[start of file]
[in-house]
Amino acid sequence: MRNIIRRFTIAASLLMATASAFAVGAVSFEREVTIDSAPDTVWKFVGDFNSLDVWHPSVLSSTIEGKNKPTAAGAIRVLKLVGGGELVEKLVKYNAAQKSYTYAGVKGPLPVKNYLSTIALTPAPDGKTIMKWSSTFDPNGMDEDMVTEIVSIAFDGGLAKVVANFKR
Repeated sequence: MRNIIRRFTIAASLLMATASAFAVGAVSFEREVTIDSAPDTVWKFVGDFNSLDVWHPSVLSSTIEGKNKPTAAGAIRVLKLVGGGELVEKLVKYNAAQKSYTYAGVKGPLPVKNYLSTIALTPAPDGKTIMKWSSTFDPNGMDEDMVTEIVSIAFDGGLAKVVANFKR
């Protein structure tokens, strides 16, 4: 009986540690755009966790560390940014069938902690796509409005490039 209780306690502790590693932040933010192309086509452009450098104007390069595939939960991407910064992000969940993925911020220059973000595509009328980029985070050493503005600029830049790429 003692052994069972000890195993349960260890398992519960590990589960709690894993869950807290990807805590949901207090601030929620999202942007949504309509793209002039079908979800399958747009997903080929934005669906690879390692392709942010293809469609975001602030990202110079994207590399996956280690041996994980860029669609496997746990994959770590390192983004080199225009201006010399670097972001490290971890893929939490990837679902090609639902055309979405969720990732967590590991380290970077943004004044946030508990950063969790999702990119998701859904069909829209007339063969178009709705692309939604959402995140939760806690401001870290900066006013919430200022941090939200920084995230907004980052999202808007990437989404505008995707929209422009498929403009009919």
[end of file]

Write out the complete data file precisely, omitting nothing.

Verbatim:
[in-house]
Amino acid sequence: MRNIIRRFTIAASLLMATASAFAVGAVSFEREVTIDSAPDTVWKFVGDFNSLDVWHPSVLSSTIEGKNKPTAAGAIRVLKLVGGGELVEKLVKYNAAQKSYTYAGVKGPLPVKNYLSTIALTPAPDGKTIMKWSSTFDPNGMDEDMVTEIVSIAFDGGLAKVVANFKR
Repeated sequence: MRNIIRRFTIAASLLMATASAFAVGAVSFEREVTIDSAPDTVWKFVGDFNSLDVWHPSVLSSTIEGKNKPTAAGAIRVLKLVGGGELVEKLVKYNAAQKSYTYAGVKGPLPVKNYLSTIALTPAPDGKTIMKWSSTFDPNGMDEDMVTEIVSIAFDGGLAKVVANFKR
């Protein structure tokens, strides 16, 4: 009986540690755009966790560390940014069938902690796509409005490039 209780306690502790590693932040933010192309086509452009450098104007390069595939939960991407910064992000969940993925911020220059973000595509009328980029985070050493503005600029830049790429 003692052994069972000890195993349960260890398992519960590990589960709690894993869950807290990807805590949901207090601030929620999202942007949504309509793209002039079908979800399958747009997903080929934005669906690879390692392709942010293809469609975001602030990202110079994207590399996956280690041996994980860029669609496997746990994959770590390192983004080199225009201006010399670097972001490290971890893929939490990837679902090609639902055309979405969720990732967590590991380290970077943004004044946030508990950063969790999702990119998701859904069909829209007339063969178009709705692309939604959402995140939760806690401001870290900066006013919430200022941090939200920084995230907004980052999202808007990437989404505008995707929209422009498929403009009919």